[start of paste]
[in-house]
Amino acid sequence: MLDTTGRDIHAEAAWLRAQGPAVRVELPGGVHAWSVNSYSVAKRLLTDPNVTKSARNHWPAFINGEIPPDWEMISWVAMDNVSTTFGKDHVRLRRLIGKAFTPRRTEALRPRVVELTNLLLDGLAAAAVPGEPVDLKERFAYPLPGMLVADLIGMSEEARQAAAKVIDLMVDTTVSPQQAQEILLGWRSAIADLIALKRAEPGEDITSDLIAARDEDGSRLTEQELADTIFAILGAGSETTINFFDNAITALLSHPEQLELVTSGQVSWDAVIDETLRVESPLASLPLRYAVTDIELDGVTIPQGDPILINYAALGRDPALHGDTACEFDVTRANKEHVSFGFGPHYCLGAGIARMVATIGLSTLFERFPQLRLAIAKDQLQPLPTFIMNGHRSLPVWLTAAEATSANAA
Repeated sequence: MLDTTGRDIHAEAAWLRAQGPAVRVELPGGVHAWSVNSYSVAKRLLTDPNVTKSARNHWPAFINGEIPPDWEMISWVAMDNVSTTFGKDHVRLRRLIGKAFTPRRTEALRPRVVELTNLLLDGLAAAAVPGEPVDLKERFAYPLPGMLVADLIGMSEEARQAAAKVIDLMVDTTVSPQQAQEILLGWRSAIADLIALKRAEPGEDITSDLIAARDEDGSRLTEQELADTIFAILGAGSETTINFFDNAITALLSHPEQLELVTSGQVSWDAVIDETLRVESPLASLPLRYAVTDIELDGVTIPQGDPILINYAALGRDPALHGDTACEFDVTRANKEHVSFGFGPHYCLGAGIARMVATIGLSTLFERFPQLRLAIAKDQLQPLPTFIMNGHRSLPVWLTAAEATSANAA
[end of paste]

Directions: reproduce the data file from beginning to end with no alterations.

[in-house]
Amino acid sequence: MLDTTGRDIHAEAAWLRAQGPAVRVELPGGVHAWSVNSYSVAKRLLTDPNVTKSARNHWPAFINGEIPPDWEMISWVAMDNVSTTFGKDHVRLRRLIGKAFTPRRTEALRPRVVELTNLLLDGLAAAAVPGEPVDLKERFAYPLPGMLVADLIGMSEEARQAAAKVIDLMVDTTVSPQQAQEILLGWRSAIADLIALKRAEPGEDITSDLIAARDEDGSRLTEQELADTIFAILGAGSETTINFFDNAITALLSHPEQLELVTSGQVSWDAVIDETLRVESPLASLPLRYAVTDIELDGVTIPQGDPILINYAALGRDPALHGDTACEFDVTRANKEHVSFGFGPHYCLGAGIARMVATIGLSTLFERFPQLRLAIAKDQLQPLPTFIMNGHRSLPVWLTAAEATSANAA
Repeated sequence: MLDTTGRDIHAEAAWLRAQGPAVRVELPGGVHAWSVNSYSVAKRLLTDPNVTKSARNHWPAFINGEIPPDWEMISWVAMDNVSTTFGKDHVRLRRLIGKAFTPRRTEALRPRVVELTNLLLDGLAAAAVPGEPVDLKERFAYPLPGMLVADLIGMSEEARQAAAKVIDLMVDTTVSPQQAQEILLGWRSAIADLIALKRAEPGEDITSDLIAARDEDGSRLTEQELADTIFAILGAGSETTINFFDNAITALLSHPEQLELVTSGQVSWDAVIDETLRVESPLASLPLRYAVTDIELDGVTIPQGDPILINYAALGRDPALHGDTACEFDVTRANKEHVSFGFGPHYCLGAGIARMVATIGLSTLFERFPQLRLAIAKDQLQPLPTFIMNGHRSLPVWLTAAEATSANAA